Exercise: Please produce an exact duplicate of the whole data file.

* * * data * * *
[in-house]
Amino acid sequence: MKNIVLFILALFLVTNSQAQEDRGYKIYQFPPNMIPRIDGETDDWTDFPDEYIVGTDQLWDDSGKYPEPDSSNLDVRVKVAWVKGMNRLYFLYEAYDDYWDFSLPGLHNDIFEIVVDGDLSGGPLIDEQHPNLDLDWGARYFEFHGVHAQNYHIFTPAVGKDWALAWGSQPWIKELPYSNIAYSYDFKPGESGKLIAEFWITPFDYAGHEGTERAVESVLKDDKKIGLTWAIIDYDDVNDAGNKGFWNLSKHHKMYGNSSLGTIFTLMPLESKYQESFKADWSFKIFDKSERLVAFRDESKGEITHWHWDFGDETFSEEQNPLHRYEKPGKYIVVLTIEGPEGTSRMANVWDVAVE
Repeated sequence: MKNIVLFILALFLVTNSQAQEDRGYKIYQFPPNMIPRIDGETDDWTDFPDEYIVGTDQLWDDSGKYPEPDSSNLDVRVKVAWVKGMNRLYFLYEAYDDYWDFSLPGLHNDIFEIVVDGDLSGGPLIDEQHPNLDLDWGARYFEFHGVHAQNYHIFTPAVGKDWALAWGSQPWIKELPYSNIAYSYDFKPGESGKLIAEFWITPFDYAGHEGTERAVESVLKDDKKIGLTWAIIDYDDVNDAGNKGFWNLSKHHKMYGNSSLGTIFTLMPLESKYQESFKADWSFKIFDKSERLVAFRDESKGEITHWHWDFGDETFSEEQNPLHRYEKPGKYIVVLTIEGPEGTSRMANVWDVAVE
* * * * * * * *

[in-house]
Amino acid sequence: MKNIVLFILALFLVTNSQAQEDRGYKIYQFPPNMIPRIDGETDDWTDFPDEYIVGTDQLWDDSGKYPEPDSSNLDVRVKVAWVKGMNRLYFLYEAYDDYWDFSLPGLHNDIFEIVVDGDLSGGPLIDEQHPNLDLDWGARYFEFHGVHAQNYHIFTPAVGKDWALAWGSQPWIKELPYSNIAYSYDFKPGESGKLIAEFWITPFDYAGHEGTERAVESVLKDDKKIGLTWAIIDYDDVNDAGNKGFWNLSKHHKMYGNSSLGTIFTLMPLESKYQESFKADWSFKIFDKSERLVAFRDESKGEITHWHWDFGDETFSEEQNPLHRYEKPGKYIVVLTIEGPEGTSRMANVWDVAVE
Repeated sequence: MKNIVLFILALFLVTNSQAQEDRGYKIYQFPPNMIPRIDGETDDWTDFPDEYIVGTDQLWDDSGKYPEPDSSNLDVRVKVAWVKGMNRLYFLYEAYDDYWDFSLPGLHNDIFEIVVDGDLSGGPLIDEQHPNLDLDWGARYFEFHGVHAQNYHIFTPAVGKDWALAWGSQPWIKELPYSNIAYSYDFKPGESGKLIAEFWITPFDYAGHEGTERAVESVLKDDKKIGLTWAIIDYDDVNDAGNKGFWNLSKHHKMYGNSSLGTIFTLMPLESKYQESFKADWSFKIFDKSERLVAFRDESKGEITHWHWDFGDETFSEEQNPLHRYEKPGKYIVVLTIEGPEGTSRMANVWDVAVE